In 2019, she co-organized the First March of Indigenous Women in Brasília, bringing together more than 2,000 women from the most diverse peoples (more diverse ethnicities). The march culminated in the foundation of ANMIGA – The National Articulation of Indigenous Women Ancestrality Warriors, a national reference organization that mobilizes indigenous women from all Brazil’s biomes.
Also in 2019, she led a campaign Indigenous Blood – Not a Single Drop More, which, together with 9 other APIB indigenous leaders, travelled around 12 European countries, taking complaints about violations perpetrated by the Bolsonaro government, as well as demanding measures that put pressure on the Brazilian government and agribusiness companies to comply with environmental preservation agreements and respect for the rights of indigenous peoples, which Brazil is a signatory.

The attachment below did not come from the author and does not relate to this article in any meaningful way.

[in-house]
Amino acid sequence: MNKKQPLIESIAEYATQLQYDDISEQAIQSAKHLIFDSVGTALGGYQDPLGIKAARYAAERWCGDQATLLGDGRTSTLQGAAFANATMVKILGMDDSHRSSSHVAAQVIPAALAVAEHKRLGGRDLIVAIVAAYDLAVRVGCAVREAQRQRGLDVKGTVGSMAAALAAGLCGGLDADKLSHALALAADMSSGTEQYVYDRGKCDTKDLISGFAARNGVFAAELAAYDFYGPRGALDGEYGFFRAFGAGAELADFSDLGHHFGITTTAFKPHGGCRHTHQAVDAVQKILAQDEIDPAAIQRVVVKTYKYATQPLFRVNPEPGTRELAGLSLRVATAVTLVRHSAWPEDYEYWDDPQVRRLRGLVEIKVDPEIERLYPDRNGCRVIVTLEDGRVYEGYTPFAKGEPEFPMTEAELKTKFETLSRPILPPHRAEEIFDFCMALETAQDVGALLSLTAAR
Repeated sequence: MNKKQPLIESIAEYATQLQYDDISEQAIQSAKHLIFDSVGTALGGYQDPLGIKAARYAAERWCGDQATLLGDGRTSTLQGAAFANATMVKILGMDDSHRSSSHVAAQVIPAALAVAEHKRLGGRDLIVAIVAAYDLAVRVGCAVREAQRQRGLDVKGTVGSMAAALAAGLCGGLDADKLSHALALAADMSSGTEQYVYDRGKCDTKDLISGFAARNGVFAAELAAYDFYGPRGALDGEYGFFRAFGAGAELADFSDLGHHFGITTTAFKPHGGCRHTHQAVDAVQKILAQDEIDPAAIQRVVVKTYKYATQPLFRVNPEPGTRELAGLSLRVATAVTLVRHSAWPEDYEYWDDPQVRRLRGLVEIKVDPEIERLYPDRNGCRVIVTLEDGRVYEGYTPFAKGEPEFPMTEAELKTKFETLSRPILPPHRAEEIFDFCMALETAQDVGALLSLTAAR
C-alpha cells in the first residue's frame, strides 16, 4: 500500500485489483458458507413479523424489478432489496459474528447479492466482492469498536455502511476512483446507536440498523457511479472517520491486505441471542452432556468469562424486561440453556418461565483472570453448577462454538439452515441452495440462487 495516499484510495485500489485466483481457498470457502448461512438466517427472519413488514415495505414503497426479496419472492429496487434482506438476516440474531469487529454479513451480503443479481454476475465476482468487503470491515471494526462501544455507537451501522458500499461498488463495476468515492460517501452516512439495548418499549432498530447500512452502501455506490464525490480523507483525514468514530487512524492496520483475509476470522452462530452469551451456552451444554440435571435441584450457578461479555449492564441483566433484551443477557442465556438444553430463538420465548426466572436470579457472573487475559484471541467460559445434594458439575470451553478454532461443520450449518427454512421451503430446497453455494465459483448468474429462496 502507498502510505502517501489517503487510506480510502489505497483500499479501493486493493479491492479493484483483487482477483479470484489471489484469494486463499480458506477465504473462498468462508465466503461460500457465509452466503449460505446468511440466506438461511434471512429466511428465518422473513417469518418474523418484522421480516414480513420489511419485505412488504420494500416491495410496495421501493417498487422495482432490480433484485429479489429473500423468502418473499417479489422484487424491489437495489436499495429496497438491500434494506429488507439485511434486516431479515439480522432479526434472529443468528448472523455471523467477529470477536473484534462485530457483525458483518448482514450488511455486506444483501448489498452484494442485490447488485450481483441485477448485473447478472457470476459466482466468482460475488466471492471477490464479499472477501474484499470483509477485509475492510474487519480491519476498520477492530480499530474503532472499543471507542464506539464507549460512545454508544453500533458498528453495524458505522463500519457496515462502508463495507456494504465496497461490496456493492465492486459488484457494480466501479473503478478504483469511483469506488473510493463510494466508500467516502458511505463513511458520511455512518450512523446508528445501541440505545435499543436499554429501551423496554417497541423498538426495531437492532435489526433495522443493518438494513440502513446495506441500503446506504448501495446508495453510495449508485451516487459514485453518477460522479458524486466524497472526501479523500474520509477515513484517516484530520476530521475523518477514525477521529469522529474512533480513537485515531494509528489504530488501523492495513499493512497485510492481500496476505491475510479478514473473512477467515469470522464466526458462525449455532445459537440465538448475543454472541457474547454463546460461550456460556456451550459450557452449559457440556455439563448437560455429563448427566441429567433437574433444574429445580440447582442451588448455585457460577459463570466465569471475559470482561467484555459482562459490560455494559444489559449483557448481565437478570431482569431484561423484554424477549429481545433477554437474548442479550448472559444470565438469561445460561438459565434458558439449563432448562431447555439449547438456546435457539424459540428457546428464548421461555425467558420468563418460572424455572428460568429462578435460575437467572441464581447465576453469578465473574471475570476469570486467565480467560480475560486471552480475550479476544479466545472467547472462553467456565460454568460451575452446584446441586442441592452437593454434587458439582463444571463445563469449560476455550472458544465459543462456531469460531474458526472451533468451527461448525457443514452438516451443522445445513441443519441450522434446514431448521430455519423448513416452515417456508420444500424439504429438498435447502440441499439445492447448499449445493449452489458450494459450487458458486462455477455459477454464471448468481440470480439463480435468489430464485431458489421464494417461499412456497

Due to the pandemic and following the international health guidelines of social isolation, she coordinated through the Articulation of the Indigenous Peoples of Brazil (Apib) and the organizations that are part of the National Indigenous Mobilization (MNI) to carry out the ATL (Acampamento Terra Livre) in a virtual mode and in networks. She also led online assemblies and the preparation of the Indigenous Emergency Plan carried out by APIB.
Sônia Guajajara has already received several awards and honour, such as the 2015 Order of Cultural Merit Award from the Ministry of Culture, given by then President Dilma Rousseff. She was also awarded the Medal 18 de Janeiro by the Padre Josimo Center for the Promotion of Citizenship and Defense of Human Rights, in 2015, and the Medal of Honour to Merit from the Government of the State of Maranhão, for the great articulation with government bodies during the period of fires in the Araribóia Indigenous Land.